Liberal Education as Problem Identification—Part 2: The Case of Sex

Since 1963 (more or less), the sophisticated wisdom has been on the side of easygoing sexual satisfaction.  Sex can and should be for pleasure detached from various repressive relational concerns.  The only limit to consensual gratification should be health and safety.  Safe sex is moral sex.  The philosophers and theologians of the past who thought otherwise subjected free persons to unnecessary cruelty, including pointless guilt. 


But the latest study shows that chastity turns out to be a virtue that can make us happier than we would otherwise be:

Religion and science don't normally make for happy bedfellows, especially when it comes to sex. But now, it seems, they're in total agreement. A study into the effects of having sex before marriage suggests it's much better not to. Those who abstain during their courtship or build up a gradual sexual relationship, rather than leaping into bed on the first date, are more likely to have happier and longer relationships. 

The researchers who carried out the study, the first of its kind, say that early sexual satisfaction may stunt the development of other key ingredients of healthy relationships, such as commitment, caring, understanding and shared values. "Precocious premarital sexual activities may have lasting effects on relationship quality," they say. "Courtship is a time for exploration and decision-making about the relationship, when partners assess compatibility, make commitments and build on emotional and physical intimacy." 

Almost 50 years since the sexual revolution, which began, according to Philip Larkin, in 1963, the evidence suggests an open-legs policy is not so rewarding after all. "The postponement of sexual involvement is associated with higher levels of relationship quality," say the researchers from Cornell University. "Women who deferred sexual involvement for over six months reported significantly higher levels of relationship satisfaction, commitment, intimacy and emotional support, as well as sexual satisfaction with their partner, than did those who became sexually involved within the first month."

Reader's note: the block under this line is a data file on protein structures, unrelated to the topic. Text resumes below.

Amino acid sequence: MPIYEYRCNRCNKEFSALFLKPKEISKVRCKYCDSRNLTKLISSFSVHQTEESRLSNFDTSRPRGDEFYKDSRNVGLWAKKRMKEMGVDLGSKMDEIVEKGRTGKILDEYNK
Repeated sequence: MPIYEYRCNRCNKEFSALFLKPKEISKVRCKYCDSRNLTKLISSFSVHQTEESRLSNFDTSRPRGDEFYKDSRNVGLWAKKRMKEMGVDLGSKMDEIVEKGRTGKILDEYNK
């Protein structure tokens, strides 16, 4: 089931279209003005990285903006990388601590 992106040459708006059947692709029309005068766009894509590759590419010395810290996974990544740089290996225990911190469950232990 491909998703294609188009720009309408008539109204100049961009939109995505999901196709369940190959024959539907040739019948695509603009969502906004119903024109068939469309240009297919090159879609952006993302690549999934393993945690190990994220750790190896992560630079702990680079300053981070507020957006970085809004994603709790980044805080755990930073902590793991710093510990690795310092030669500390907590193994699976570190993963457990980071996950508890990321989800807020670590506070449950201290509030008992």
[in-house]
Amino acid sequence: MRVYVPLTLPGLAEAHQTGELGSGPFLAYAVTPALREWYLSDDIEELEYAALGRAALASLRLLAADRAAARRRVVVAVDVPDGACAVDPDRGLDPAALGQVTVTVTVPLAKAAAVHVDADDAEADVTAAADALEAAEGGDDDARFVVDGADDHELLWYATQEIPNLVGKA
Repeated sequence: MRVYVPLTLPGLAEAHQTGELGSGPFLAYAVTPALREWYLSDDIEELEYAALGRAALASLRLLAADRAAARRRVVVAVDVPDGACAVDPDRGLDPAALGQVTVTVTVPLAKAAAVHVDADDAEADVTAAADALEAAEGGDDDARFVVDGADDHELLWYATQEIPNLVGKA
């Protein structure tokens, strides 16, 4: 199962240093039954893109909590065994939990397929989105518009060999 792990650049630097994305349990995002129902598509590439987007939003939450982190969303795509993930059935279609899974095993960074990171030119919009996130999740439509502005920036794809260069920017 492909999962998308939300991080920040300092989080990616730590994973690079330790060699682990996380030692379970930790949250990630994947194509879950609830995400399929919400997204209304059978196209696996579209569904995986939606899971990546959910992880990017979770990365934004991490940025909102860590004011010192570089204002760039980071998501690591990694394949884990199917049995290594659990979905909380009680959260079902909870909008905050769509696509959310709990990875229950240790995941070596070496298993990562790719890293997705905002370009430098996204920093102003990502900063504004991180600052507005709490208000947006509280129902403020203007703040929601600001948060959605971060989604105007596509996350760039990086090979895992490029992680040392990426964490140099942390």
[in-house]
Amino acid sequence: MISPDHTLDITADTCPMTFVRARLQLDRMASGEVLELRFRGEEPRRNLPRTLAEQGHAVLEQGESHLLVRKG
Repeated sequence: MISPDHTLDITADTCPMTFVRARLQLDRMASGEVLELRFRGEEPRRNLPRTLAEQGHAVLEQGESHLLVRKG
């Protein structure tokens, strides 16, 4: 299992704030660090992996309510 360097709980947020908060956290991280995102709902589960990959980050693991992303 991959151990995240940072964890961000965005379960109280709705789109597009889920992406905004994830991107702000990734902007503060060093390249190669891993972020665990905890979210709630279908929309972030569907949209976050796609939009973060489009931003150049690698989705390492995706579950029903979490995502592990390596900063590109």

So one point of liberal education turns out to be rediscovering for ourselves the truth of the arguments of the philosophers of the past for  the sublimation of mere genital sexuality for the sake of the truthful responsibilities two persons share in common, for the relational love that displays itself among members of our species alone.  For even self-confidently radical semi-philosophers such as Herbert Marcuse, the guru for many of our Sixties’ activists, eros is polymorphous.  It takes on many forms, and it’s stunted when identified simply with casual sexual satisfaction.  It’s capitalism, Marcuse explains, that makes sexual satisfaction one-dimensional by reducing it to yet another easily acquired commodity.

Radicals like Marcuse and more conservative Platonic critics, such as Allan Bloom, have observed that the eros of our time is lame.  The Puritans were clearly more erotic that we are.  Show a Puritan guy an ankle, and he’s aroused.  But our guys can see perfectly sculpted, semi-unclad young women in all kinds of virtual and real places and yawn.

The distance between polymorphous and deeply intense human love and the sexual experiences of the other animals almost fades away when we detach it from our singular ability to be moved by love, death, and the mysterious charm of the partial elusiveness of unique and irreplaceable other persons.

Maybe the only way students can identify the problem of our erotic lameness is through encounters with the love, death, and personal “relationships” displayed in the great philosophy, poetry, and theology of the past (Plato, St. Augustine, and  Shakespeare, to name three).

What I’ve said here corresponds to the wisdom of our religious tradition, but it doesn’t depend on religion.  As Alexis de Tocqueville observed, democratic Americans used to know that chastity is in their self-interest rightly understood.

There is something, though, to the slogan of many evangelicals: "True love waits."  For courtship to make a full comeback in the service of civilized happiness, courting has to mean something.

(Thanks to the celebrated Brothers Judd for sharing the above study with me.)

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Photos: Courtesy of Let Grow
Sponsored by Charles Koch Foundation
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The surprise reason sleep-deprivation kills lies in the gut

New research establishes an unexpected connection.

Reactive oxygen species (ROS) accumulate in the gut of sleep-deprived fruit flies, one (left), seven (center) and ten (right) days without sleep.

Image source: Vaccaro et al, 2020/Harvard Medical School
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We don't have to tell you what it feels like when you don't get enough sleep. A night or two of that can be miserable; long-term sleeplessness is out-and-out debilitating. Though we know from personal experience that we need sleep — our cognitive, metabolic, cardiovascular, and immune functioning depend on it — a lack of it does more than just make you feel like you want to die. It can actually kill you, according to study of rats published in 1989. But why?